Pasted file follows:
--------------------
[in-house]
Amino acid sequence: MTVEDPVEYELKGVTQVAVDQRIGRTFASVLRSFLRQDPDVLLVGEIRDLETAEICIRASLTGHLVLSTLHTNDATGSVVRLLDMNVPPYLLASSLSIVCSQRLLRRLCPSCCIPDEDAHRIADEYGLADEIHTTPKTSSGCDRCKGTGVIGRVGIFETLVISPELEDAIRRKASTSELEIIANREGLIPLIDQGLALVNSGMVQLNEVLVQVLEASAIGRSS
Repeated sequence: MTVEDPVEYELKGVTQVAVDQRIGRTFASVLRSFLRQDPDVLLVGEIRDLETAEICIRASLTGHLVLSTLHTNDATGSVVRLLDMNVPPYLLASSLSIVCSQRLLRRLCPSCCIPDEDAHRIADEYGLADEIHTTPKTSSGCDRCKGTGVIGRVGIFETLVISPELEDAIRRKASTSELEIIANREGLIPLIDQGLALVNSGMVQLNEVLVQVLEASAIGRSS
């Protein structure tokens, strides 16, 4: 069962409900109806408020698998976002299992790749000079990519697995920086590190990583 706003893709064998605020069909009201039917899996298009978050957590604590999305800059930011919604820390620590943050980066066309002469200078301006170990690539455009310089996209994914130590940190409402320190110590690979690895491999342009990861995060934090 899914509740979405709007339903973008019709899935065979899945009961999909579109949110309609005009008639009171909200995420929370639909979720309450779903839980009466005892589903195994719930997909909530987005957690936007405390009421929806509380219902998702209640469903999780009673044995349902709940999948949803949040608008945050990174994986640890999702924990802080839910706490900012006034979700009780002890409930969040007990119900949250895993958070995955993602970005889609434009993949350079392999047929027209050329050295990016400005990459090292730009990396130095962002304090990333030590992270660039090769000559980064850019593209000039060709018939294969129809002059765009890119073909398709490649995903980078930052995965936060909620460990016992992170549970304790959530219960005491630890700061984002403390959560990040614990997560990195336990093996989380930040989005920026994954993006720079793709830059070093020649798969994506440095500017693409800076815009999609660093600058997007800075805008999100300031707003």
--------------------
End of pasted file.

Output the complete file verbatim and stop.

[in-house]
Amino acid sequence: MTVEDPVEYELKGVTQVAVDQRIGRTFASVLRSFLRQDPDVLLVGEIRDLETAEICIRASLTGHLVLSTLHTNDATGSVVRLLDMNVPPYLLASSLSIVCSQRLLRRLCPSCCIPDEDAHRIADEYGLADEIHTTPKTSSGCDRCKGTGVIGRVGIFETLVISPELEDAIRRKASTSELEIIANREGLIPLIDQGLALVNSGMVQLNEVLVQVLEASAIGRSS
Repeated sequence: MTVEDPVEYELKGVTQVAVDQRIGRTFASVLRSFLRQDPDVLLVGEIRDLETAEICIRASLTGHLVLSTLHTNDATGSVVRLLDMNVPPYLLASSLSIVCSQRLLRRLCPSCCIPDEDAHRIADEYGLADEIHTTPKTSSGCDRCKGTGVIGRVGIFETLVISPELEDAIRRKASTSELEIIANREGLIPLIDQGLALVNSGMVQLNEVLVQVLEASAIGRSS
């Protein structure tokens, strides 16, 4: 069962409900109806408020698998976002299992790749000079990519697995920086590190990583 706003893709064998605020069909009201039917899996298009978050957590604590999305800059930011919604820390620590943050980066066309002469200078301006170990690539455009310089996209994914130590940190409402320190110590690979690895491999342009990861995060934090 899914509740979405709007339903973008019709899935065979899945009961999909579109949110309609005009008639009171909200995420929370639909979720309450779903839980009466005892589903195994719930997909909530987005957690936007405390009421929806509380219902998702209640469903999780009673044995349902709940999948949803949040608008945050990174994986640890999702924990802080839910706490900012006034979700009780002890409930969040007990119900949250895993958070995955993602970005889609434009993949350079392999047929027209050329050295990016400005990459090292730009990396130095962002304090990333030590992270660039090769000559980064850019593209000039060709018939294969129809002059765009890119073909398709490649995903980078930052995965936060909620460990016992992170549970304790959530219960005491630890700061984002403390959560990040614990997560990195336990093996989380930040989005920026994954993006720079793709830059070093020649798969994506440095500017693409800076815009999609660093600058997007800075805008999100300031707003």